5. Any teachers who are reluctant to join the power group are told they are uncooperative and not team players; this is to be pointed out as often as possible. When they see that they may be targeted, they will seek protection.

6. It is probable that the relevant chairperson or dean will not interfere with the activities of the power group. Management researchers report that in many cases managers feel vulnerable and anxious that some initially small event could turn into a disaster that damages or ends their careers. Administrators who see their positions as solely a matter of local politics, as opposed to those who strongly identify with an academic field, will be reluctant to intervene with the activities of the power group.

What is the best method of driving away good teachers?

Step One: Target Selection
Identify professors who are enthusiastic about teaching, have received teaching awards or other kinds of public recognition, those who publish in major academic journals or present papers at respected academic meetings, are widely recognized as good teachers by other faculty and administrators, or are popular with students. Note that those professors who identify with an academic field are not easily influenced by the power group, because they judge themselves in comparisons with national and international peers. It is possible to use this identification against them.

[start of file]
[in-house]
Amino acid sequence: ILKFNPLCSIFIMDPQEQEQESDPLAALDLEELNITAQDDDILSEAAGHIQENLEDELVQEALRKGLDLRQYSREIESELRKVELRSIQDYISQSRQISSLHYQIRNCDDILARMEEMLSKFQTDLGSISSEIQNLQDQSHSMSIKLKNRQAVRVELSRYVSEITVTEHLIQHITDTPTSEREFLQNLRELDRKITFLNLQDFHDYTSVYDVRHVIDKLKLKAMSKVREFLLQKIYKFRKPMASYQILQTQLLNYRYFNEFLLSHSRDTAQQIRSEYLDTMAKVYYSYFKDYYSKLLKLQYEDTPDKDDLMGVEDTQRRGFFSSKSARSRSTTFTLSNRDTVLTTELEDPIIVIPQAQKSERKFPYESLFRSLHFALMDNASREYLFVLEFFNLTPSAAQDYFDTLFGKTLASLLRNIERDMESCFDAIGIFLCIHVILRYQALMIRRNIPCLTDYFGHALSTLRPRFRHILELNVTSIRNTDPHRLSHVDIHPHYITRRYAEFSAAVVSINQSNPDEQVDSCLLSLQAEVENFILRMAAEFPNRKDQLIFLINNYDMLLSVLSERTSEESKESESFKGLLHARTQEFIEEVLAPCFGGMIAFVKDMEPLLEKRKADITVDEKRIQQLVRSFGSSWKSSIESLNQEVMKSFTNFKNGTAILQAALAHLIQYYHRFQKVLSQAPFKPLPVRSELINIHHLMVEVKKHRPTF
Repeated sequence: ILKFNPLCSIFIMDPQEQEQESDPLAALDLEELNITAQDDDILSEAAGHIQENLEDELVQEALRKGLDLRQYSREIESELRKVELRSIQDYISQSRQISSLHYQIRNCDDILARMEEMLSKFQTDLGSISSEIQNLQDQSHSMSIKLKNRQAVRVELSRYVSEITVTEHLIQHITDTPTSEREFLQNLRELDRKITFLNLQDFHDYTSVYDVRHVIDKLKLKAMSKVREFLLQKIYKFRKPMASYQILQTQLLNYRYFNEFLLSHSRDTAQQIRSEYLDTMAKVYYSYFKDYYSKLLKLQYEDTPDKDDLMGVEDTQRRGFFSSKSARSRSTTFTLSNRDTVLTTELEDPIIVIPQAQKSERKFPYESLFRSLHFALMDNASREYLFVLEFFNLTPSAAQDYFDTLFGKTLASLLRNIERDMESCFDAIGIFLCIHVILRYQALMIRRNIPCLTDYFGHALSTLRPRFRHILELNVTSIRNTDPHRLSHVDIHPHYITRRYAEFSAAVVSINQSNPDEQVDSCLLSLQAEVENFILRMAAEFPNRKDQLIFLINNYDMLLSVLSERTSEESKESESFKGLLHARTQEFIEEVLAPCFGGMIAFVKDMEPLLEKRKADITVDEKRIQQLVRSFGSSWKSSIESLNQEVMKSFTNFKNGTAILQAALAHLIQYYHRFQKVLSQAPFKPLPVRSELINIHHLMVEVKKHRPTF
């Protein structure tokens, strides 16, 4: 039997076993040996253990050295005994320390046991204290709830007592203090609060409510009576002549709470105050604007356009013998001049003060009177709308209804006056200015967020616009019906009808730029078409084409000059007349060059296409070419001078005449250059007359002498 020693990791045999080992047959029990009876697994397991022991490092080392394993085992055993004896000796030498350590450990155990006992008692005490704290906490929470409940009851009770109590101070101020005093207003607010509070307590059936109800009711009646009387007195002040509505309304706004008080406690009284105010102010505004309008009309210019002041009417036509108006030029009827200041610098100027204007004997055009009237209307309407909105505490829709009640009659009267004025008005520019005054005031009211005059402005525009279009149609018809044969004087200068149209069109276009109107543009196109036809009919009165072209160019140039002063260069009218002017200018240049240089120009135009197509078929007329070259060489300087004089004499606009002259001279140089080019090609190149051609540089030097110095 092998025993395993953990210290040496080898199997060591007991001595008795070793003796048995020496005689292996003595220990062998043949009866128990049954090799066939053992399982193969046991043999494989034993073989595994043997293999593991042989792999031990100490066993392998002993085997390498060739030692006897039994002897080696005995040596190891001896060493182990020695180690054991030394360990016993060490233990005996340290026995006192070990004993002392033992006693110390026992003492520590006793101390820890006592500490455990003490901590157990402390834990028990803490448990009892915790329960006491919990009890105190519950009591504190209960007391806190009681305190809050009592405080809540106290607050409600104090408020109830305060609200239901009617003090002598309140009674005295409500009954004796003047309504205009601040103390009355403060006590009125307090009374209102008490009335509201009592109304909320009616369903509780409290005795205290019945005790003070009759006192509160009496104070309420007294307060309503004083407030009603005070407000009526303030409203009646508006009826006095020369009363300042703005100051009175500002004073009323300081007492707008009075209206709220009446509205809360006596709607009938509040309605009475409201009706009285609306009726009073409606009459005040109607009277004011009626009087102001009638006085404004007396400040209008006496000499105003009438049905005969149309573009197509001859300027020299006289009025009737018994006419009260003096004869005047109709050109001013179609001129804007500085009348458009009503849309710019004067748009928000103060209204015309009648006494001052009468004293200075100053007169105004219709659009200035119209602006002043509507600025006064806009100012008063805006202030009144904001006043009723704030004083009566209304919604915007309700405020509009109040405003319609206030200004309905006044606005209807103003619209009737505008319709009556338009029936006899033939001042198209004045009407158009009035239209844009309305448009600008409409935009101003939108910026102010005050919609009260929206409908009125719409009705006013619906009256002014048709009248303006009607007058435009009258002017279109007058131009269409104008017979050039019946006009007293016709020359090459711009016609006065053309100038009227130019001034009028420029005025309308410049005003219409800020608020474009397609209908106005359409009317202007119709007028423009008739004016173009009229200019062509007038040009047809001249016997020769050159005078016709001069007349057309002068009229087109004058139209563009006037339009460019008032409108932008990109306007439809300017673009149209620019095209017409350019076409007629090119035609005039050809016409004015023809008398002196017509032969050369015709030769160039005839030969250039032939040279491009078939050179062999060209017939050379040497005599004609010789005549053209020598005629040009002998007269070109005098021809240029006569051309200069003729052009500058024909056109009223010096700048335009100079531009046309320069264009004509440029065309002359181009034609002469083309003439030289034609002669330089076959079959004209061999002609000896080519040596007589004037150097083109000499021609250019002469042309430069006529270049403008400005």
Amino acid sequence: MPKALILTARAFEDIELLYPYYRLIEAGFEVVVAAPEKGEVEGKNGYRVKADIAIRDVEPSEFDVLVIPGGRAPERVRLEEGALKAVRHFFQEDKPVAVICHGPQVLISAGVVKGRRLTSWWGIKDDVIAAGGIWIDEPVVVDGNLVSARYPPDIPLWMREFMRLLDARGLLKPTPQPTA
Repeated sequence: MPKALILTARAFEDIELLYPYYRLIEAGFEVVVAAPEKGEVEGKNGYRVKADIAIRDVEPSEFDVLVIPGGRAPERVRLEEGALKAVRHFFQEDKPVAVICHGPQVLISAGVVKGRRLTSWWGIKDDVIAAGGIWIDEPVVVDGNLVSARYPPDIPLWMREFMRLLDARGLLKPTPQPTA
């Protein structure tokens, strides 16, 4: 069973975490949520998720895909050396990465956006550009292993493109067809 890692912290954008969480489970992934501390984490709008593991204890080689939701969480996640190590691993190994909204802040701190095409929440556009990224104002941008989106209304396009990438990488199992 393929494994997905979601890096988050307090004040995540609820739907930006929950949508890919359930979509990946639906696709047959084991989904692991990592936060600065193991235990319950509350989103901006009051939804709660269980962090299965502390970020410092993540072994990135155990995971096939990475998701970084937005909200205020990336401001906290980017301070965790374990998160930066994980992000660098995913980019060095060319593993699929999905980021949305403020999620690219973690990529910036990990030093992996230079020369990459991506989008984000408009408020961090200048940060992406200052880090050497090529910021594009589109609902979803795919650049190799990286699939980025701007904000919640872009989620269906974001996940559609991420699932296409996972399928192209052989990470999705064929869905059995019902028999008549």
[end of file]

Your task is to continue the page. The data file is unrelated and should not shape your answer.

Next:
Step Two: Dirt Alert
Be warm and accepting toward targeted colleagues. When they seem to be comfortable with the attackers (or better still, trust them), become more invasive. In discussions, press them as to how they feel about anything, but especially matters relating to teaching and school politics. Show up uninvited at their homes or apartments as this will often provide information about them that they would not mention in a university context. Be especially aware of possible boilerplate criticisms--sexism, racism, elitism, and incorrect ideology.

Step Three: Initiate Whisper Campaign
Report to other faculty members anything the targeted professor has said about them that can be interpreted as negative or critical. Point out how the target thinks differently about policies than do the other faculty members. The goal is to isolate the target from other faculty by creating feelings of distrust in the target’s peers. This prevents the target from correcting the misperceptions that the whisper campaign is creating. Mention how the targeted teachers only care about publishing and not relationships with their colleagues.

Step Four: Bullying